Twin Sisters Dynasty and Soull Ogun’s Ideal Day in Brooklyn Revolves Around Caribbean Food
"Whenever we’re having meetings, we like to take them in Flatbush because we like for people to see where our upbringing is."
By Laura Sanchez and Dynasty and Soull Ogun
Published on 7/28/2022 at 2:00 PM
Dynasty and Soull Ogun | Photo by Ibeji Love
Identical twin sisters Dynasty and Soull Ogun are the creative force behind the fashion label L’Enchanteur. The duo have a background in textiles and metalsmithing, which they combine to create the iconographic jewelry and multicultural ready-to-wear designs. L’Enchanteur generated buzz for their jewelry and accessories when they made a cameo in Beyoncé’s “Black Is King” visual album. Their work pays homage to their Dominican and Nigerian roots.
We grew up in Flatbush, and our father still lives in Flatbush in the same apartment we grew up in. So we're always in Flatbush anyway, so Flatbush tends to be where we go to get food and a lot of nostalgic things. And whenever we’re having meetings, we like to take them in Flatbush because we like for people to see where our upbringing is or has been because that's the genesis of our story.
One of the things Dynasty and I do to get the day started is send morning texts of gratitude and affirmations to one another. And then I do a 30-minute to two-hour-long meditation. The earlier I get up, the more I can get into this meditative state. And that's something that is part of my morning ritual that is constant or as constant as it can be because it definitely helps throughout the day.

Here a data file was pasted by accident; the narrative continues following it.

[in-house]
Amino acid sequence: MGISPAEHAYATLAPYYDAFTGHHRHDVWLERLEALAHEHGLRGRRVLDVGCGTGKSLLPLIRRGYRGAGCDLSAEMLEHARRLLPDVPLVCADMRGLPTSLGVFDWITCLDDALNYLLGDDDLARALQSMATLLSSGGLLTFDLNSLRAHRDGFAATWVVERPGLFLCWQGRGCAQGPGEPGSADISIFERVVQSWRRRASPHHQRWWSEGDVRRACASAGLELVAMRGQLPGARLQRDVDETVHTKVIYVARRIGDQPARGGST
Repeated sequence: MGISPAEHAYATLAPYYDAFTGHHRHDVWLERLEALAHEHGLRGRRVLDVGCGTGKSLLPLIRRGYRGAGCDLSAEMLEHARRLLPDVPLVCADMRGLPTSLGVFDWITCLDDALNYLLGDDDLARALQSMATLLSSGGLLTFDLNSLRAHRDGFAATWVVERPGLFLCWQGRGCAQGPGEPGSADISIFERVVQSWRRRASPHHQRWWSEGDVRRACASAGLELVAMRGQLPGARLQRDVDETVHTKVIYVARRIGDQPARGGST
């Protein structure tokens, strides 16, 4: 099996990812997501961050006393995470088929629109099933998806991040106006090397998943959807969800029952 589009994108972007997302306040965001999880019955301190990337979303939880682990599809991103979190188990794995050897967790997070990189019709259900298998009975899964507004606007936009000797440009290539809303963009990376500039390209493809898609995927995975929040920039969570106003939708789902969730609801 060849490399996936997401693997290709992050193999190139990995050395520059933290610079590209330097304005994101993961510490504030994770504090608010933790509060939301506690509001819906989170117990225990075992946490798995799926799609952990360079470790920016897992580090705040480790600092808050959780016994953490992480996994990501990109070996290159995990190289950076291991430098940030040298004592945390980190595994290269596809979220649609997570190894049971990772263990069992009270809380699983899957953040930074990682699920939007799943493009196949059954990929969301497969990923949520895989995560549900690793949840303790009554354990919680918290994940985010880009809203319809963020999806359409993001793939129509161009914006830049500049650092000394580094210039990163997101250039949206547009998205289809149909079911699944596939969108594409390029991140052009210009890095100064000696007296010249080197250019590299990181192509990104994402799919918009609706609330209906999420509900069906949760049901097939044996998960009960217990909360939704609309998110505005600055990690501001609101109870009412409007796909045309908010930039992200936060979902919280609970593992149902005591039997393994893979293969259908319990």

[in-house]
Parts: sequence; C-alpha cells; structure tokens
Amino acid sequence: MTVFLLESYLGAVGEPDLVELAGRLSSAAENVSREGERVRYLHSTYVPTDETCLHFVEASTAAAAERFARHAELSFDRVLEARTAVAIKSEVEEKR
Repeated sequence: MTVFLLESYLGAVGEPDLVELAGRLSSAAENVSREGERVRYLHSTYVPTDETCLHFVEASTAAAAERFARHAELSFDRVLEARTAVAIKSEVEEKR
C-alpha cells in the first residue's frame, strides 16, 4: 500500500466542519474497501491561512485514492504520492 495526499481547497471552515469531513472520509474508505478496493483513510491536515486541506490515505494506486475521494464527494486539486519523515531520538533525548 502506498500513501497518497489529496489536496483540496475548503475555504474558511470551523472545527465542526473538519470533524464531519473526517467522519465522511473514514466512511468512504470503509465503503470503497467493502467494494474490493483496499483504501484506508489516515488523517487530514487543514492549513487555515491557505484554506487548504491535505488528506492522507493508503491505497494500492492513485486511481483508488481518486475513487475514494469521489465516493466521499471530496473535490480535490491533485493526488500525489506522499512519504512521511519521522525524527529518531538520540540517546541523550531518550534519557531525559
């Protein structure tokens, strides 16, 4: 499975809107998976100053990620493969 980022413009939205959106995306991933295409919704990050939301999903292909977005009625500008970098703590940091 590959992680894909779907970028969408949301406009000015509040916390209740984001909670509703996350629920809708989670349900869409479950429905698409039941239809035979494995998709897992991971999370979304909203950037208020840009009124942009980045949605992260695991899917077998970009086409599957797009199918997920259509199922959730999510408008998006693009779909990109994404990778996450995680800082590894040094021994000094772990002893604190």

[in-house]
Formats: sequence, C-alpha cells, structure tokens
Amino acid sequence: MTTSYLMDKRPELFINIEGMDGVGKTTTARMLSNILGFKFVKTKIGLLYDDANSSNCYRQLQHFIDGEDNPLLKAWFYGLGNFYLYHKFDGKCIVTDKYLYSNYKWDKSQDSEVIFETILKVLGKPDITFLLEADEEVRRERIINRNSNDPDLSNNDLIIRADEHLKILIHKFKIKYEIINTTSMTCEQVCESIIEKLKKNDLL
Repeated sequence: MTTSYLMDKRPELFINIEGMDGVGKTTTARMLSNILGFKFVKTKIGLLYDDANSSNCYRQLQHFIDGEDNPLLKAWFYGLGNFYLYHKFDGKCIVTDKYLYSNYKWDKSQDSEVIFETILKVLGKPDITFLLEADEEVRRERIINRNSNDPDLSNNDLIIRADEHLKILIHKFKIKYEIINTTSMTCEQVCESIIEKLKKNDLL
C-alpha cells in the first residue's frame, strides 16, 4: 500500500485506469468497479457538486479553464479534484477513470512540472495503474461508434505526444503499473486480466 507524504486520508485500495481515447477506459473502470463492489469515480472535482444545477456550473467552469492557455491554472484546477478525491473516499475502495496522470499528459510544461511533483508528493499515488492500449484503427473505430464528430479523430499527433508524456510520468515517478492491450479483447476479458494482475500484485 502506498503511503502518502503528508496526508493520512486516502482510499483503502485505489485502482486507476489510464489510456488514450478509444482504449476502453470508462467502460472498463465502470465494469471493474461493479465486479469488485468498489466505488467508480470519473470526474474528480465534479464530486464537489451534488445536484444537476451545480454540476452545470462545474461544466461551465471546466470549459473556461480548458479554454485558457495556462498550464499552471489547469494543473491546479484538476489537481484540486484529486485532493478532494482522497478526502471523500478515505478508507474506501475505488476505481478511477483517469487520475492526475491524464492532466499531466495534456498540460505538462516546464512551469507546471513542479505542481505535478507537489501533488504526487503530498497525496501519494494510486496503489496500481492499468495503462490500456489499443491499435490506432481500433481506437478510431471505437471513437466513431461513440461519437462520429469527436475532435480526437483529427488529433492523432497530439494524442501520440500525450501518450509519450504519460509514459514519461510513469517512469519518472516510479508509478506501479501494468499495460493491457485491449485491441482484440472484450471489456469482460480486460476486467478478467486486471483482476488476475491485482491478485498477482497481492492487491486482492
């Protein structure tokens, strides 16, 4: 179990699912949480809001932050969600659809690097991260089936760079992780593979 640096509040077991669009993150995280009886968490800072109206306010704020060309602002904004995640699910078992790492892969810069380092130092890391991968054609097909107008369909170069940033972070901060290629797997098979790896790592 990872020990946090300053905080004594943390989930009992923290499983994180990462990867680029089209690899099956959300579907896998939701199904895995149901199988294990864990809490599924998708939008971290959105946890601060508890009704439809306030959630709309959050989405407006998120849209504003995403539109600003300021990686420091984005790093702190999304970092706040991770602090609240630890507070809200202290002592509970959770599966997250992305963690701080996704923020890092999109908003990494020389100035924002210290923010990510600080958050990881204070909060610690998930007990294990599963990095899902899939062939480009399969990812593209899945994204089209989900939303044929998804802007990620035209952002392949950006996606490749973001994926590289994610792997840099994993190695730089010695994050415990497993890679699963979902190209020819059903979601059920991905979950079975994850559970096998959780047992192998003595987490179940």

"When you go into a Caribbean spot, you're gonna see a lot of different flags. You may not know what kind of restaurant you're actually in. You may not know whether you're in a Guyanese, Trini, or a Haitian restaurant on just entering the space because they dig each other a lot, which I like. "
Then we typically do a light breakfast—first two glasses of water to get the organs working (never coffee), and sometimes tea and fruit. But if we’re out, we like to go to a spot called Natural Blend. They serve one of the typical Caribbean breakfasts, which includes ackee and saltfish. That comes with spelt dumplings, white and yellow yams, and plantain. Usually the plantain is a little under ripe because it's boiled and not fried. Or we get breadfruit with it, which I've really started eating a lot of since I came back from the Caribbean earlier this year. And it's fairly healthy because instead of eating eggs and bacon, ackee provides a texture that looks like scrambled eggs. It usually comes with a side of saltfish, or sometimes they call it a catfish or whatnot. That's definitely my go-to for sure, because it costs anywhere between $1 and $2. You just get like, three or four of them.